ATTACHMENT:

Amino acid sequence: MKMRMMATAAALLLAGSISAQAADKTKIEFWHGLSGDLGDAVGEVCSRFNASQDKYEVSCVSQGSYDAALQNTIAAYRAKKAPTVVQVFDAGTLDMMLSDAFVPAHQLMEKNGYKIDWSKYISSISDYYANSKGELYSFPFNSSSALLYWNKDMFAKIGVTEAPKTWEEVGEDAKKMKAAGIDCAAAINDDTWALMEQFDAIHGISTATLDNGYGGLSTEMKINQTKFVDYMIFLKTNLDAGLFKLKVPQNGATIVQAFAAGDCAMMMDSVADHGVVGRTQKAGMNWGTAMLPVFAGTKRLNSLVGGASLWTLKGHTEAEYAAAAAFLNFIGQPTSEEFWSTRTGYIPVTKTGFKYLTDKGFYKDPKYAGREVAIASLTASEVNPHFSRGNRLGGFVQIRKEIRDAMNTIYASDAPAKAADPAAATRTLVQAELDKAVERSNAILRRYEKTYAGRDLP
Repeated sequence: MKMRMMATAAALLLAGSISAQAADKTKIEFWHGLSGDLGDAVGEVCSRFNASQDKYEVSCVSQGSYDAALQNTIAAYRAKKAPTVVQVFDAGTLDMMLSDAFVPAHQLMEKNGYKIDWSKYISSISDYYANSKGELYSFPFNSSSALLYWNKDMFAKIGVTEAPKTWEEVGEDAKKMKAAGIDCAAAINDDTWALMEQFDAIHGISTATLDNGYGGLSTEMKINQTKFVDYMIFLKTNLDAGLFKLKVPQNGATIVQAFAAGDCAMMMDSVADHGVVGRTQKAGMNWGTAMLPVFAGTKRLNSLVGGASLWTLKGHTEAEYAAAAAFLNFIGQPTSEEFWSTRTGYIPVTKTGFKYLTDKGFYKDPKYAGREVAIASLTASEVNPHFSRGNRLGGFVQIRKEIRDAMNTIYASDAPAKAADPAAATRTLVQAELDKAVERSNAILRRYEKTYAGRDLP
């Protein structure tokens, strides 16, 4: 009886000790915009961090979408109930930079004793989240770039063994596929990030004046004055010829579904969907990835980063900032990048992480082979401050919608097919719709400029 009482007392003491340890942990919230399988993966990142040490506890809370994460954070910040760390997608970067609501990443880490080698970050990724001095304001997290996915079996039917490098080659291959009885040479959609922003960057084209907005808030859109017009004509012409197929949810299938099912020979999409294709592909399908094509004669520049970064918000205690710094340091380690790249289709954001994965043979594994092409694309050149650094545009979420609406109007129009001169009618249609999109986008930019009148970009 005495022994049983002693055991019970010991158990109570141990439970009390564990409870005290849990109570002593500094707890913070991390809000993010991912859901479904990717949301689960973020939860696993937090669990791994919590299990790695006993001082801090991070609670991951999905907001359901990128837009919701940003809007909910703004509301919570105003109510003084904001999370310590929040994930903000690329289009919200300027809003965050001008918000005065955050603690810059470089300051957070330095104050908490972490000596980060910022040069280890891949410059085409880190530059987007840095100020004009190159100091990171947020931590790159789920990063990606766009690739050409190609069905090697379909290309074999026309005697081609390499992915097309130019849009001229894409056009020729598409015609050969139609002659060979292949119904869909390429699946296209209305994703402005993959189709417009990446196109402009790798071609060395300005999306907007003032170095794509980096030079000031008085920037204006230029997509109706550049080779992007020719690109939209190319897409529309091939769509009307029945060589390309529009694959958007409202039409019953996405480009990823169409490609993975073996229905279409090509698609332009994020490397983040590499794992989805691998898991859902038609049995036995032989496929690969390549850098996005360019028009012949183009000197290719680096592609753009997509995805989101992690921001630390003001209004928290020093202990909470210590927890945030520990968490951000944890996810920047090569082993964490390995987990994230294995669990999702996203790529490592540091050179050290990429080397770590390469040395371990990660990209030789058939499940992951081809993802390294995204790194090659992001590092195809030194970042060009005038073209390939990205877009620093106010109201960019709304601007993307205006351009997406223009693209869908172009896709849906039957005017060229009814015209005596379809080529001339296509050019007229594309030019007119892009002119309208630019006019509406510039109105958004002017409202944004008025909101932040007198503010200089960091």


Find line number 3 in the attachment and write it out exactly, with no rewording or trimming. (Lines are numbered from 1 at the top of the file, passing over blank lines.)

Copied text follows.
């Protein structure tokens, strides 16, 4: 009886000790915009961090979408109930930079004793989240770039063994596929990030004046004055010829579904969907990835980063900032990048992480082979401050919608097919719709400029 009482007392003491340890942990919230399988993966990142040490506890809370994460954070910040760390997608970067609501990443880490080698970050990724001095304001997290996915079996039917490098080659291959009885040479959609922003960057084209907005808030859109017009004509012409197929949810299938099912020979999409294709592909399908094509004669520049970064918000205690710094340091380690790249289709954001994965043979594994092409694309050149650094545009979420609406109007129009001169009618249609999109986008930019009148970009 005495022994049983002693055991019970010991158990109570141990439970009390564990409870005290849990109570002593500094707890913070991390809000993010991912859901479904990717949301689960973020939860696993937090669990791994919590299990790695006993001082801090991070609670991951999905907001359901990128837009919701940003809007909910703004509301919570105003109510003084904001999370310590929040994930903000690329289009919200300027809003965050001008918000005065955050603690810059470089300051957070330095104050908490972490000596980060910022040069280890891949410059085409880190530059987007840095100020004009190159100091990171947020931590790159789920990063990606766009690739050409190609069905090697379909290309074999026309005697081609390499992915097309130019849009001229894409056009020729598409015609050969139609002659060979292949119904869909390429699946296209209305994703402005993959189709417009990446196109402009790798071609060395300005999306907007003032170095794509980096030079000031008085920037204006230029997509109706550049080779992007020719690109939209190319897409529309091939769509009307029945060589390309529009694959958007409202039409019953996405480009990823169409490609993975073996229905279409090509698609332009994020490397983040590499794992989805691998898991859902038609049995036995032989496929690969390549850098996005360019028009012949183009000197290719680096592609753009997509995805989101992690921001630390003001209004928290020093202990909470210590927890945030520990968490951000944890996810920047090569082993964490390995987990994230294995669990999702996203790529490592540091050179050290990429080397770590390469040395371990990660990209030789058939499940992951081809993802390294995204790194090659992001590092195809030194970042060009005038073209390939990205877009620093106010109201960019709304601007993307205006351009997406223009693209869908172009896709849906039957005017060229009814015209005596379809080529001339296509050019007229594309030019007119892009002119309208630019006019509406510039109105958004002017409202944004008025909101932040007198503010200089960091």